TED-Ed has created a new resource for K-college students, parents and teachers affected by the pandemic, to offer high-quality, interactive, video-based lessons on a daily basis, for free, via email.Added 3/26/20
Scholastic has created free weekly sets of resources to support families and educators during the outbreak for students from PreK-grade 9. Learn at Home provides 20 days of activities. Each activity includes two digital books to read, a related video and an activity. Currently two weeks of materials are posted, with more to come.Added 3/26/20
Alliance for a Healthier Generation's free, evidence-based resources support the physical, social, and emotional health of children and their caregivers, including out-of-school time staff. Action for Healthy Kids has compiled a diverse list of resources that support physical activity, nutritious eating, and mindfulness.
PBS KIDS for Parents has a list of 8 indoor activities that kids can participate in to be physically active at home. Joe Wicks, a YouTube fitness instructor, has dedicated himself to livestreaming child-friendly workouts every weekday in a P.E with Joe series, in response to knowing that many children no longer have access to PE. Playworks also has a Play at Home Playbook with activities that children can participate in at home, along with livestreamed recess throughout the week!
DC Scores has also created a curriculum to keep kids' minds and bodies active, which include activities that focus on soccer and writing. For parents of young athletes, Aspen Institute's Project Play has a list of virtual training opportunities available to youth athletes.
USDA ChooseMyPlate has a list of tips for food planning during a pandemic. In addition, they have cooking-based nutrition activities for children aged 8-12 and nutrition-focused activities that the entire family can participate in.
For more cooking at home, the Washington Post has an article on how to cook for and with your kids during the extended coronavirus school closures. The Academy of Culinary Nutrition also has a list of the top 25 kid-friendly food blogs.
Resources for talking with youth about the outbreak
- National Association of School Psychologists (NASP): Guide for Helping Kids Cope with Changes Resulting from COVID-19
- NY Times: teaching, learning, and thinking critically about the novel coronavirus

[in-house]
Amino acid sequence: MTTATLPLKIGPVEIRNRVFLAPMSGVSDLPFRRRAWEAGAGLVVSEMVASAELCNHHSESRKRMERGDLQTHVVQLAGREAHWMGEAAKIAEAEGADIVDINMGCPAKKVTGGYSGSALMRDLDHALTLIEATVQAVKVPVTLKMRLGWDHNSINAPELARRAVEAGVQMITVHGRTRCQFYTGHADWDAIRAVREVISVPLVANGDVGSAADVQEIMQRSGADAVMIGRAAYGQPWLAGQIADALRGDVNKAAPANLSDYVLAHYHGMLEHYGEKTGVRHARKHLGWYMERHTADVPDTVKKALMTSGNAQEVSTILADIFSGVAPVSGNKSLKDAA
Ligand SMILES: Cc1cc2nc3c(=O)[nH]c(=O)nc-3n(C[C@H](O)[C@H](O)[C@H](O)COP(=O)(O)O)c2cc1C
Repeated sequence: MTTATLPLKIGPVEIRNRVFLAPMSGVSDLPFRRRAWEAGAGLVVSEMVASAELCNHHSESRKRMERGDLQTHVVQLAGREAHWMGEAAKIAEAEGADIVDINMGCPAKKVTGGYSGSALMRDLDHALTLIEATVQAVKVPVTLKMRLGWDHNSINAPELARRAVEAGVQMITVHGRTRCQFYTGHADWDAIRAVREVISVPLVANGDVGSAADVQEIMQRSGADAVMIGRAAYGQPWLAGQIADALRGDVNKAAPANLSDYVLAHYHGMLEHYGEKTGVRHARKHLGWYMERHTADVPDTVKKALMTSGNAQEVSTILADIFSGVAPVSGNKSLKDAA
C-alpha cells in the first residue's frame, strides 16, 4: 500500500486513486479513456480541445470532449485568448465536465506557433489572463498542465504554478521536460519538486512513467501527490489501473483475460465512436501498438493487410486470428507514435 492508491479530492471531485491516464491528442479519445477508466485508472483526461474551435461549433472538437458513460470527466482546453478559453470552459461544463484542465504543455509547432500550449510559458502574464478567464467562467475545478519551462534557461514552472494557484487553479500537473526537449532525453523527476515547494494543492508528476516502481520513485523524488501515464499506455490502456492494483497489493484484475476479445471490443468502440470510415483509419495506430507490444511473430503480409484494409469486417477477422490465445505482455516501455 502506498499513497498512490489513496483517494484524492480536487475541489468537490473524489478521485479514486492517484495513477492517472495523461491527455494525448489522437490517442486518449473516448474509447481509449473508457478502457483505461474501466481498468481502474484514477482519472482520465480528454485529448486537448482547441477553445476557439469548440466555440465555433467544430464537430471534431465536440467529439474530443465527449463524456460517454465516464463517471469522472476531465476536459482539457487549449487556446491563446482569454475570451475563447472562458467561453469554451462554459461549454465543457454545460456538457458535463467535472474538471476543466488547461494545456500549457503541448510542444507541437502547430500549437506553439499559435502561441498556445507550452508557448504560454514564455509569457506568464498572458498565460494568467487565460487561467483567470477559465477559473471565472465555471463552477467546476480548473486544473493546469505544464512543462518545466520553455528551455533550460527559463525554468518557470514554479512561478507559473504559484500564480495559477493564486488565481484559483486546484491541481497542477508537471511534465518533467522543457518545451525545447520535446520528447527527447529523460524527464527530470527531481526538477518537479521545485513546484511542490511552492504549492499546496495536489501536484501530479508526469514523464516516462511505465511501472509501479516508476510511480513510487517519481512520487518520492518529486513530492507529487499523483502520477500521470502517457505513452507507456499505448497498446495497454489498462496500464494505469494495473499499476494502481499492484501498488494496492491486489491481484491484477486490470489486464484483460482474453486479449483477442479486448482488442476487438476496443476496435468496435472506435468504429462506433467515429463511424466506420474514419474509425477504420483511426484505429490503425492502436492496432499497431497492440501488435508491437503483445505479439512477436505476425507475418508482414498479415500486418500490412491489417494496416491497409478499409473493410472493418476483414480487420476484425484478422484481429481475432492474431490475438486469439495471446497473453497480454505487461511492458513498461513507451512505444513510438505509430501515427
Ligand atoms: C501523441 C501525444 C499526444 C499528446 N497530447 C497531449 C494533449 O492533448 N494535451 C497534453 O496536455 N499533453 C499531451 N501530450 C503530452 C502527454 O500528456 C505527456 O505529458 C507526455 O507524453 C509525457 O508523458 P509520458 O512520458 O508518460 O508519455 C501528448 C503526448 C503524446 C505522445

- PBS News Hour Extra, a site with news for students and resources for educators grades 6-12, has a number of current event lesson plans and videos related to the pandemic: Coronavirus resources for grades 6-12.
- PBS Kids guide for talking to younger kids about the coronavirus
- Morningside Center for Teaching Social Responsibility: SEL Tips for this Moment
- Brain POP lesson and activities on the new coronavirus – includes a video, activities, games, related reading.
Importance of Including Afterschool in School Reopening Plans07/30/20
When schools reopen this fall, it won't be business as usual. New health and safety standards developed in response to the COVID-19 pandemic necessitate a radical rethinking of the way we serve students.Watch
Virtual Town Hall: #Afterschoolworks to Support Learning & Recovery05/28/20
The National Town Hall celebrates the many ways afterschool programs have risen to the moment to help their communities respond to the pandemic, and looks ahead toward afterschool and summer learning programs' critical role in recovery. Read the follow-up Q&A document here.Watch
Facing Inequity with Youth and Families During the COVID-19 Era05/07/20
The COVID-19 pandemic is exposing and widening existing social justice gaps in education broadly and out-of-school time is no exception. Given this unprecedented time, we focus on real-time approaches that afterschool and summer learning programs can use to move the needle on issues of equity and access.Watch
Safely Engaging Youth in a Virtual World04/23/20
With the quick transition from in-person to virtual learning environments, afterschool providers are quickly adapting to serve young people in this new virtual world. But sifting through all of the resources that have flooded the field can be a tough task. Instead, we can learn from experts who have years of experience preparing educators to engage students in a virtual environment.Watch
Policy Supports for Afterschool and Summer Programs during the Pandemic04/21/20
State and federal legislation and guidance around education, child care, human services, and child nutrition policy are rapidly changing under the COVID-19 pandemic. As these policies and guidance shift, it is critical to keep track of where things stand and what's coming up.Watch
How Federal COVID-19 Response Bills can Support Afterschool Opportunities04/09/20
Many afterschool providers are struggling to provide opportunities for young people and families in the midst of the COVID-19 pandemic, and financial assistance and flexibility is often needed. We will talk through opportunities included in the three major COVID-19 response bills, as well as a glimpse into what’s proposed for next round of legislation.Watch